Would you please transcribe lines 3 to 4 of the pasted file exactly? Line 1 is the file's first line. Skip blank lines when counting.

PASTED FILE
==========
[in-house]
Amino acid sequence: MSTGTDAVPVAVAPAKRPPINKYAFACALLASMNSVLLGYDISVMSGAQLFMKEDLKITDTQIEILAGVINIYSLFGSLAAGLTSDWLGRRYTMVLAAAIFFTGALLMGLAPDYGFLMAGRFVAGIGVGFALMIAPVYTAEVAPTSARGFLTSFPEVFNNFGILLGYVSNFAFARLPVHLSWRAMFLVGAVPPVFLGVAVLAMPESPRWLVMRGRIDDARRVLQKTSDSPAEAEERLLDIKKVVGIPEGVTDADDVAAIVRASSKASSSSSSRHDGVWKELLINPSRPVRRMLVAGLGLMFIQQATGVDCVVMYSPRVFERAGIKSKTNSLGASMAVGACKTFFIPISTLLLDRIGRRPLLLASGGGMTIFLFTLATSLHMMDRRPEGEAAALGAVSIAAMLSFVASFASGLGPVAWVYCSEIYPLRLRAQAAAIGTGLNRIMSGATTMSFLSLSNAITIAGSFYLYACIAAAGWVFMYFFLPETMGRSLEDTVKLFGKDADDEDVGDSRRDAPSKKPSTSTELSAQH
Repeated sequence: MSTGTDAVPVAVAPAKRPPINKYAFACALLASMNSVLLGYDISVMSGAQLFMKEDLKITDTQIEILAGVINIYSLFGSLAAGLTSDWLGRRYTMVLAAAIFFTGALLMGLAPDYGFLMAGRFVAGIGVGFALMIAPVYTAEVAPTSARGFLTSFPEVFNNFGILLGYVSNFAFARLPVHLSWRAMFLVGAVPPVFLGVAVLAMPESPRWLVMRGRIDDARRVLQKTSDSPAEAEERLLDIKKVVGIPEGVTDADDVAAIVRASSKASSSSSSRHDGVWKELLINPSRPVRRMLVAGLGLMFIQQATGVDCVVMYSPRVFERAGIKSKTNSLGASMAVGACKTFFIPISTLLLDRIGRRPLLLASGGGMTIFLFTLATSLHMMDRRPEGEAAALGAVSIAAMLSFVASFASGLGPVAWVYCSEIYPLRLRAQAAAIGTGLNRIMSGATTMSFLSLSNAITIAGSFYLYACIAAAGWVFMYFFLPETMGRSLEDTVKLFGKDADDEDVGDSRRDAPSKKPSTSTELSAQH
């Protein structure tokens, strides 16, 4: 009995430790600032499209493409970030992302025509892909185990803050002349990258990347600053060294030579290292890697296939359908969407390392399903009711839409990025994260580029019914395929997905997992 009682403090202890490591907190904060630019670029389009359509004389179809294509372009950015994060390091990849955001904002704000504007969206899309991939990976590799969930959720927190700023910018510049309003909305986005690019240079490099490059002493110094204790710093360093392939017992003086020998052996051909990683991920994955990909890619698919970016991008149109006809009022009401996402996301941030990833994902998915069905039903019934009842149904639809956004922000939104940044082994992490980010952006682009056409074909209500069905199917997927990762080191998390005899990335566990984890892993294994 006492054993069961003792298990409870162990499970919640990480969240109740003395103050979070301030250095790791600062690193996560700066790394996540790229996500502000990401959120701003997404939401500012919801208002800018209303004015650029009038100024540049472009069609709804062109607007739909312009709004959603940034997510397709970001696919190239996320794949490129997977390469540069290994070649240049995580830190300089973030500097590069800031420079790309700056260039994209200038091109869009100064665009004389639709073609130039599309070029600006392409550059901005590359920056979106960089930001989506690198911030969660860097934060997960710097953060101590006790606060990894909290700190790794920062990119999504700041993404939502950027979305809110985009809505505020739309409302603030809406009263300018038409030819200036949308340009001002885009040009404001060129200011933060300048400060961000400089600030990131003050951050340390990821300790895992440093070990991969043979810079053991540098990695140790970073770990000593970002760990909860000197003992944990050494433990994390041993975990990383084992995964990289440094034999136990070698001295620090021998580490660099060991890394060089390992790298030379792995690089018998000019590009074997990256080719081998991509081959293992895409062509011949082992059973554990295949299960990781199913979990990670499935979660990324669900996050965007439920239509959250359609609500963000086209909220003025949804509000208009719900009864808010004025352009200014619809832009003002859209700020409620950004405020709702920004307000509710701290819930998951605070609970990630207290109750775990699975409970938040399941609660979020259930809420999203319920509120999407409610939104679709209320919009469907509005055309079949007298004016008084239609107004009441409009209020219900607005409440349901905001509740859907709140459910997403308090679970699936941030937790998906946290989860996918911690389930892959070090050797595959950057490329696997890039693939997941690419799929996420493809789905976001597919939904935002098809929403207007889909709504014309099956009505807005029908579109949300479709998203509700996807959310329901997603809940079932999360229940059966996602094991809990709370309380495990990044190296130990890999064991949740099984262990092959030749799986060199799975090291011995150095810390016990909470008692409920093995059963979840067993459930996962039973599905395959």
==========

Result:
Repeated sequence: MSTGTDAVPVAVAPAKRPPINKYAFACALLASMNSVLLGYDISVMSGAQLFMKEDLKITDTQIEILAGVINIYSLFGSLAAGLTSDWLGRRYTMVLAAAIFFTGALLMGLAPDYGFLMAGRFVAGIGVGFALMIAPVYTAEVAPTSARGFLTSFPEVFNNFGILLGYVSNFAFARLPVHLSWRAMFLVGAVPPVFLGVAVLAMPESPRWLVMRGRIDDARRVLQKTSDSPAEAEERLLDIKKVVGIPEGVTDADDVAAIVRASSKASSSSSSRHDGVWKELLINPSRPVRRMLVAGLGLMFIQQATGVDCVVMYSPRVFERAGIKSKTNSLGASMAVGACKTFFIPISTLLLDRIGRRPLLLASGGGMTIFLFTLATSLHMMDRRPEGEAAALGAVSIAAMLSFVASFASGLGPVAWVYCSEIYPLRLRAQAAAIGTGLNRIMSGATTMSFLSLSNAITIAGSFYLYACIAAAGWVFMYFFLPETMGRSLEDTVKLFGKDADDEDVGDSRRDAPSKKPSTSTELSAQH
């Protein structure tokens, strides 16, 4: 009995430790600032499209493409970030992302025509892909185990803050002349990258990347600053060294030579290292890697296939359908969407390392399903009711839409990025994260580029019914395929997905997992 009682403090202890490591907190904060630019670029389009359509004389179809294509372009950015994060390091990849955001904002704000504007969206899309991939990976590799969930959720927190700023910018510049309003909305986005690019240079490099490059002493110094204790710093360093392939017992003086020998052996051909990683991920994955990909890619698919970016991008149109006809009022009401996402996301941030990833994902998915069905039903019934009842149904639809956004922000939104940044082994992490980010952006682009056409074909209500069905199917997927990762080191998390005899990335566990984890892993294994 006492054993069961003792298990409870162990499970919640990480969240109740003395103050979070301030250095790791600062690193996560700066790394996540790229996500502000990401959120701003997404939401500012919801208002800018209303004015650029009038100024540049472009069609709804062109607007739909312009709004959603940034997510397709970001696919190239996320794949490129997977390469540069290994070649240049995580830190300089973030500097590069800031420079790309700056260039994209200038091109869009100064665009004389639709073609130039599309070029600006392409550059901005590359920056979106960089930001989506690198911030969660860097934060997960710097953060101590006790606060990894909290700190790794920062990119999504700041993404939502950027979305809110985009809505505020739309409302603030809406009263300018038409030819200036949308340009001002885009040009404001060129200011933060300048400060961000400089600030990131003050951050340390990821300790895992440093070990991969043979810079053991540098990695140790970073770990000593970002760990909860000197003992944990050494433990994390041993975990990383084992995964990289440094034999136990070698001295620090021998580490660099060991890394060089390992790298030379792995690089018998000019590009074997990256080719081998991509081959293992895409062509011949082992059973554990295949299960990781199913979990990670499935979660990324669900996050965007439920239509959250359609609500963000086209909220003025949804509000208009719900009864808010004025352009200014619809832009003002859209700020409620950004405020709702920004307000509710701290819930998951605070609970990630207290109750775990699975409970938040399941609660979020259930809420999203319920509120999407409610939104679709209320919009469907509005055309079949007298004016008084239609107004009441409009209020219900607005409440349901905001509740859907709140459910997403308090679970699936941030937790998906946290989860996918911690389930892959070090050797595959950057490329696997890039693939997941690419799929996420493809789905976001597919939904935002098809929403207007889909709504014309099956009505807005029908579109949300479709998203509700996807959310329901997603809940079932999360229940059966996602094991809990709370309380495990990044190296130990890999064991949740099984262990092959030749799986060199799975090291011995150095810390016990909470008692409920093995059963979840067993459930996962039973599905395959």